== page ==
An employee is either suspended permanently which is termination and can in other situations is suspended as a way of interim punishment pending enquiry against him until the employee is proven innocent.

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Is Suspension A Punishment?

The question has been dealt with under various case finding and it has been held that suspension does not amount to punishment against an employee. It is rather a preliminary measure imposed upon the government servant.

As observed in the case of O.P Gupta case “In certain cases suspension may cause stigma even after exoneration in the departmental proceedings or acquittal by the Criminal Court, but it cannot be treated as a punishment even by any stretch of the imagination in the strict legal sense.”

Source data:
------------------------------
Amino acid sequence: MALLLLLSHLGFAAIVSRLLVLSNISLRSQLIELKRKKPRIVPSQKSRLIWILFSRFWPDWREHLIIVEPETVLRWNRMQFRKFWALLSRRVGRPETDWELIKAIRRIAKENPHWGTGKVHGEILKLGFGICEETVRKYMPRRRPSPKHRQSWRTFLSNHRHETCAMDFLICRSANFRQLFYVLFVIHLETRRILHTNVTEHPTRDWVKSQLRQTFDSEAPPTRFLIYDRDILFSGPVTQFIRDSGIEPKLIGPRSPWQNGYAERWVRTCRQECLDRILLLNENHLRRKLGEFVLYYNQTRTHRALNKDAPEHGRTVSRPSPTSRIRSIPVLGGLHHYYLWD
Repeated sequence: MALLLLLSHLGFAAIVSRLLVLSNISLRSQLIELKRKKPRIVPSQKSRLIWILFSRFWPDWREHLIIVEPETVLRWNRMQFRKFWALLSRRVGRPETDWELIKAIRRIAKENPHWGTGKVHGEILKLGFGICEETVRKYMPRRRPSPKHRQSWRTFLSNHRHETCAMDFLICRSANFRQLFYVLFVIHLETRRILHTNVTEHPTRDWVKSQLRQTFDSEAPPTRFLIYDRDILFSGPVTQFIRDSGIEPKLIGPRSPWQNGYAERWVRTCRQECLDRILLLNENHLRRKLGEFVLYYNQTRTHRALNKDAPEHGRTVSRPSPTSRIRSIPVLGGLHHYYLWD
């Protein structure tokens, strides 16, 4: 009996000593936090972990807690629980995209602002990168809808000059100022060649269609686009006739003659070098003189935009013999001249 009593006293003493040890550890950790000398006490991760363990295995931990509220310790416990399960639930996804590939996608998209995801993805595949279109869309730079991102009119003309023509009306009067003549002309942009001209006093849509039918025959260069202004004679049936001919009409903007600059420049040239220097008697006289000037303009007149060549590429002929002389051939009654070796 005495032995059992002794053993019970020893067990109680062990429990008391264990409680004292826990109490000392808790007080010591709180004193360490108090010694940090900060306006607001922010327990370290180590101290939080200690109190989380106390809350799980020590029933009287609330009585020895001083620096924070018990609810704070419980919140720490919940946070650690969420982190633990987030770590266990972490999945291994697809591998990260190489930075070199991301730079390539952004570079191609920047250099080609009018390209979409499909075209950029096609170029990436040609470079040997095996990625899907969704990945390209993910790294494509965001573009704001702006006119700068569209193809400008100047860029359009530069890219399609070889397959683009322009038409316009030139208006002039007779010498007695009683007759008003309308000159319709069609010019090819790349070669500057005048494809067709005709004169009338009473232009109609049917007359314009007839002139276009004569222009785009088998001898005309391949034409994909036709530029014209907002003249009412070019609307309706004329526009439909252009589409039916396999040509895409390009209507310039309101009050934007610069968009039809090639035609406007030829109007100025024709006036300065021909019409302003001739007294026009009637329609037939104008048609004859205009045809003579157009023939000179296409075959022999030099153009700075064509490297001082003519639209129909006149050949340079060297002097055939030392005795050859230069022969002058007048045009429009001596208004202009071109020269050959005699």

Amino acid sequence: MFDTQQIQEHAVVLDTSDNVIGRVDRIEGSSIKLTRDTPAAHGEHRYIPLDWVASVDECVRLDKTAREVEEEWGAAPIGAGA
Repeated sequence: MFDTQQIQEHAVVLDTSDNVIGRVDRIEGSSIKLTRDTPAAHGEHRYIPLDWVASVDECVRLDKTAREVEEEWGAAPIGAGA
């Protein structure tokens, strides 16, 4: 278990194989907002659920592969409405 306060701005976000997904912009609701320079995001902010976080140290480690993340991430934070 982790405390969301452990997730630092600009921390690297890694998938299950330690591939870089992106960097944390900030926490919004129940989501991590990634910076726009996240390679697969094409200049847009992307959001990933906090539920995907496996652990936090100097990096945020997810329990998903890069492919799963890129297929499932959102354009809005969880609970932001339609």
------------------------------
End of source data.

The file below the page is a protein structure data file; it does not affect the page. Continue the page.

Similarly observed in P.L Shah vs Union of India & another [(1989) 1 SCC 546] in its para 6 of the judgement that order of suspension is not an order imposing punishment on a person found to be guilty. It is an order made against him before he is found guilty to ensure smooth disposal of the proceeding initiated against the government servant.”

Since suspension does put an end to service but rather he is not permitted to work therefore, this does not amount to punishment.

Only a closure of an enquiry by way of departmental proceeding or criminal charges levied upon the employee will amount to punishment.

On What Grounds Suspension Of Government Employee Can Be Revoked?

This question has been addressed in the case of Jagdish Rathi vs State of Madhya Pradesh in Para 11 quoting from the case of Jayrajbhai Jayantibhai Patel v. Anilbhai Nathubhai Patel & Ors., [(2006) 8 SCC 200] on the question of whether High Courts have the authority interfering with the domain which is restricted to the competent authorities for which the Para 14 from the Jayrajbhai Jayantibhai Patel case has been reproduced :